Keara Lightning: “Indigenous scholar, activist, environmentalist, community builder, skilled writer, quiet leader, and an inclusive teacher with deep convictions and a passion for the many initiatives she takes on and supports.”
Those are just some of the words used to describe Keara, 21, by her nominators — her colleagues at TRACKS (TRent Aboriginal Cultural Knowledge and Science Initiative) at Trent University in Nogojiwanong/Peterborough — for Red Pashmina Inc.’s Jessica Melnik Young Women of Impact Award.
Keara Lightning is one of three young women in Nogojiwanong/Peterborough, Ontario, who recently received the award (see below) from Red Pashmina Inc., a local non-profit organization which raises funds for the education of women and children in Afghanistan and, at home in Canada, recognises the community efforts of women.
“Keara exemplifies the relationship-building and resurgence that make up her academic studies. Deeply involved in activist/environmental movements, Keara works tirelessly to educate and connect communities,” wrote Robyn Smith, TRACKS Youth Program Director.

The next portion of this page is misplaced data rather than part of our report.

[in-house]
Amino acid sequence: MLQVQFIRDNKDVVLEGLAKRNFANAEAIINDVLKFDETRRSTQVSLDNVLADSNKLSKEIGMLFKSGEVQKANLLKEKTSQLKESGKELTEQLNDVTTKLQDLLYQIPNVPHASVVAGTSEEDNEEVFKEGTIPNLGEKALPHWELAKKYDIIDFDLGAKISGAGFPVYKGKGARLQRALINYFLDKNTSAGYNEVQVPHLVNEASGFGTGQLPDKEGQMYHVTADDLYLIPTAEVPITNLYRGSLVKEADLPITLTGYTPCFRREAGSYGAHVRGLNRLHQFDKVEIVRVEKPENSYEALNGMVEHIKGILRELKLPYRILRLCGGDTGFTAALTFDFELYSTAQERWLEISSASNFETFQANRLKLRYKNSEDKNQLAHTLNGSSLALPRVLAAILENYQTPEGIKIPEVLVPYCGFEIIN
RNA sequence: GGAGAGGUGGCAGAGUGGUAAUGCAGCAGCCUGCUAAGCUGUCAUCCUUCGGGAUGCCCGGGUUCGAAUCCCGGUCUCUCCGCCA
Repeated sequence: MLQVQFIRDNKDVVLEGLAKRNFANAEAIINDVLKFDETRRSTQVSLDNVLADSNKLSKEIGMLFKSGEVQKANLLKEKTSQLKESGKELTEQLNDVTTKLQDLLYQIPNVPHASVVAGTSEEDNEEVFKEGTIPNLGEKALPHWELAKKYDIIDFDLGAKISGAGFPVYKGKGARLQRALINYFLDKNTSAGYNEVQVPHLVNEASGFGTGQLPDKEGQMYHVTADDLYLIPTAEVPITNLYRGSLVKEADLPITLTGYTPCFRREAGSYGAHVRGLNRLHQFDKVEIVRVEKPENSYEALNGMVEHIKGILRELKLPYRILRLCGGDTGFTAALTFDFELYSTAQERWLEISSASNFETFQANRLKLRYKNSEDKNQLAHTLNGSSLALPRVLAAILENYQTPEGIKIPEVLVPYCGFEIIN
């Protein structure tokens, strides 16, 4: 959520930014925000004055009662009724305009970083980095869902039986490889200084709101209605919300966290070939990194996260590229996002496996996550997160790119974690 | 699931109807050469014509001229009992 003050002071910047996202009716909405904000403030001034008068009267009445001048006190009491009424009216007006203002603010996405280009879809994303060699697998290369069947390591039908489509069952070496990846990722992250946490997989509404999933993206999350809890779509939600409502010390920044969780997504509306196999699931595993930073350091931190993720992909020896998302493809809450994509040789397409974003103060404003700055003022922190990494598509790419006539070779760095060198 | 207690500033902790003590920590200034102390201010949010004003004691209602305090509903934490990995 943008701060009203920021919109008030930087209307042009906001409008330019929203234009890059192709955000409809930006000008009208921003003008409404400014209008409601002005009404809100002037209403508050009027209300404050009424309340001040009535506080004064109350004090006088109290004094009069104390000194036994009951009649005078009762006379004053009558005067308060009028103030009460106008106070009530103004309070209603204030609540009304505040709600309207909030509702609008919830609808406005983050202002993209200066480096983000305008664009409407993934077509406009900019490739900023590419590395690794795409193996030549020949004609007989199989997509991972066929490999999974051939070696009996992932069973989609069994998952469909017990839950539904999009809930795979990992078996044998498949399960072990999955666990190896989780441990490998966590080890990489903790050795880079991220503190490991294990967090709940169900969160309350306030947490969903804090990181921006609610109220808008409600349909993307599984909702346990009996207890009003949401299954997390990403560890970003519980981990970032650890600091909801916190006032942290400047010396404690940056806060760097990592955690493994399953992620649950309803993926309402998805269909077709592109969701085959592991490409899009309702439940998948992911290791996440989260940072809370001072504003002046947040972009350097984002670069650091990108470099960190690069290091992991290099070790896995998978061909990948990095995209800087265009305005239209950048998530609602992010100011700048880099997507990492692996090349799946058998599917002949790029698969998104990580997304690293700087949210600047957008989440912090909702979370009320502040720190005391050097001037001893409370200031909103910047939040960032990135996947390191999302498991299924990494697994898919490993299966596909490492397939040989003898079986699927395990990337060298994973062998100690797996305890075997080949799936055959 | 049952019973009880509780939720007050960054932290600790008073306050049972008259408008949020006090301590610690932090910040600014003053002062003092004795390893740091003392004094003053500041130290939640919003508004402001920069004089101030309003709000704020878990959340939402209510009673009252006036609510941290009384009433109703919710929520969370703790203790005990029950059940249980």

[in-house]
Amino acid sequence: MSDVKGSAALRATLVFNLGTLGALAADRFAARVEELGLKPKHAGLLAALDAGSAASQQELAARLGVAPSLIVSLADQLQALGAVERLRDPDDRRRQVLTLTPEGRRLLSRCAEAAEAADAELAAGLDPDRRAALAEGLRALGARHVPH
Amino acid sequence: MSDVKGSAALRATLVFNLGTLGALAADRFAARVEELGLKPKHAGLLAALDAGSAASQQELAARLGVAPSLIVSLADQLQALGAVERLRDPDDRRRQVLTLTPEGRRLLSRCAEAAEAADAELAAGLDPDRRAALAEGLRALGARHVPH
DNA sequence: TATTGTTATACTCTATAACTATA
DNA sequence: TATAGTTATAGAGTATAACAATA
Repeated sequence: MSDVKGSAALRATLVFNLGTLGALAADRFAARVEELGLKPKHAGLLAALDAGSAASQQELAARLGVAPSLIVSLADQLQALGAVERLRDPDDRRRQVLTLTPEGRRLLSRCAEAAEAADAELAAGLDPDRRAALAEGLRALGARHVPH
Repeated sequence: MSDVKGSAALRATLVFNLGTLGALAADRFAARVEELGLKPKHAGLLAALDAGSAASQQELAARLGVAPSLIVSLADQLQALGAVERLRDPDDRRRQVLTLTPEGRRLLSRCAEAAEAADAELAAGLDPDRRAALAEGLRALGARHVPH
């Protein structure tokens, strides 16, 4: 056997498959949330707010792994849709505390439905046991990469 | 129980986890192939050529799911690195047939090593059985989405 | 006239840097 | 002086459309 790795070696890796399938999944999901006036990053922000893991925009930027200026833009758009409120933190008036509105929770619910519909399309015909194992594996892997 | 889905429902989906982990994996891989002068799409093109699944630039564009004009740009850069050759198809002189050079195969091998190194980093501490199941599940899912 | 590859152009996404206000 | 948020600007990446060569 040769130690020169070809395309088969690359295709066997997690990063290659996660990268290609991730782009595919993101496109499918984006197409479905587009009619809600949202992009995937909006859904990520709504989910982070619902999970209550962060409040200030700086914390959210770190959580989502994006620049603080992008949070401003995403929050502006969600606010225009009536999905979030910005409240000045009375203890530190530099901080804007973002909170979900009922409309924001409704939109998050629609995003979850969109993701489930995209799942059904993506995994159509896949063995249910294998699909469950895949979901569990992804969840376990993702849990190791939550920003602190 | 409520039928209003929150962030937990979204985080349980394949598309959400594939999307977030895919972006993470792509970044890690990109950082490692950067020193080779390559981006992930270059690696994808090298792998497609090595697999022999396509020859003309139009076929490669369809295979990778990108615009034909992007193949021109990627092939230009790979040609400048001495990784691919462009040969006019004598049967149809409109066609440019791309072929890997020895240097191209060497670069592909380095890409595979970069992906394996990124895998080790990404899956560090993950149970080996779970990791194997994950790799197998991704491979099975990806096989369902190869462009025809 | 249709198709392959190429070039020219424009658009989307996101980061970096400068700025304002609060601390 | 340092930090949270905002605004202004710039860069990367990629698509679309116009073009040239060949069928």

“My activism has taught me a lot. It’s always shifting and going into different forms,” said Keara, in a recent interview with JOURNEY Magazine. “I’m always thinking of how best I can be of use to the world and also how best I can be happy — those two things.”
“My voice came out stronger than I thought it could. I didn’t know I could speak like that. It was like it came out from somewhere else and I just kept doing it.”
A Nehiyaw person with family on the Samson Cree First Nation reserve in Maskwacis, Alberta, she is now studying in Trent University’s Indigenous Environmental Studies program.
After growing up in Orangeville, Ontario, north of Toronto, she headed to the University of Toronto after secondary school, and lasted one year, before moving on to Trent U.
“I had a hard first semester (at University of Toronto), so I decided to volunteer for, like, everything. Through that I discovered what I like doing and my main interest became the fossil fuel divestment campaign,” she said.
“Coming from a small town and then going to Toronto was like the world just opened up for me,” she continued. “My voice came out stronger than I thought it could. I didn’t know I could speak like that. It was like it came out from somewhere else and I just kept doing it.”